Despite advances in soft tissue reconstruction using free flaps, pedicle flaps are still relevant in functional and aesthetic rehabilitation of patients.[7] Free flaps provide enough volume of tissue for reconstruction; they are more resistant to radiation injury (which is important cancer patients requiring radiotherapy); allow for unrestricted flap repositioning, and achieve optimal reconstruction with resultant reduction in the cost and morbidity often associated with repeat surgeries due to failure of suboptimal reconstructions using locoregional flaps.[8] However, use of free flaps is technique sensitive, involves prolong procedure, require extensive postoperative monitoring, may be relatively contraindicated in some patients with co-morbid conditions, and there may be aesthetic problems such as flap bulkiness, colour and texture mismatch.[9,10] Locoregional flaps have reduced vulnerability to infection and thrombosis; they are much easier to raise and transfer when compared to free flaps, and usually provide excellent colour match. Limited reach of locoregional flaps, difficulty in achieving three-dimensional reconstruction or cover extensive tissue defects, and occasional need for multistage procedure are some of its limitations.[11] Moreover, locoregional flaps frequently have complications in irradiated fields and may require specific patient positioning to raise.[9]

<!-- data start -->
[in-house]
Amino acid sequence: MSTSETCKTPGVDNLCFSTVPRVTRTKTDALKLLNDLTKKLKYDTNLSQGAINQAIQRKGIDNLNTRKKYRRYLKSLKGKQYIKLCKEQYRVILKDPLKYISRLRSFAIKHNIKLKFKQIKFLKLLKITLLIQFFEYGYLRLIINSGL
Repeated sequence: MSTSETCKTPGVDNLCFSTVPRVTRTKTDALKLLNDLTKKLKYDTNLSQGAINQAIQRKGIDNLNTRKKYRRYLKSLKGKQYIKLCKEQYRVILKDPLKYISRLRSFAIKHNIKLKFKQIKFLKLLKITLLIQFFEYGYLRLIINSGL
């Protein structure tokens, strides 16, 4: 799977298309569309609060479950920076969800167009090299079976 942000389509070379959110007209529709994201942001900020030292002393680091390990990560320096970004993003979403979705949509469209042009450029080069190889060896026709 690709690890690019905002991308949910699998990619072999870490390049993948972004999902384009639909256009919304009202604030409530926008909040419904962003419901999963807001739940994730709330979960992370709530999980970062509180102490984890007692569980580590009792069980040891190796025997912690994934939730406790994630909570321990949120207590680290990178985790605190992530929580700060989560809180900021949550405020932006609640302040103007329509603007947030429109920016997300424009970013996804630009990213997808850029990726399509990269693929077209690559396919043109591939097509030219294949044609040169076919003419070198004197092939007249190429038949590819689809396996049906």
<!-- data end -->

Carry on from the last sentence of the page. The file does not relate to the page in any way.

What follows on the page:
In current practice, locoregional flaps are still important for head and neck reconstruction in environment where microvascular free tissue transfer is not feasible. In technologically developed environment, they are used as rescue flaps following free flap failure and in patients with relative contraindications for free flap transfer such as the presence of co-morbid medical conditions.[12]

    The forehead region over the years has remained the best donor site for nasal reconstruction, having the advantage of textural, thickness and colour match.[13] Different types of forehead flaps with axial or random pattern blood supply have been described.[14] The aim of this study therefore is to review the use of forehead flap in orofacial reconstruction, highlighting our experience in the management of forty-three cases.

    Methods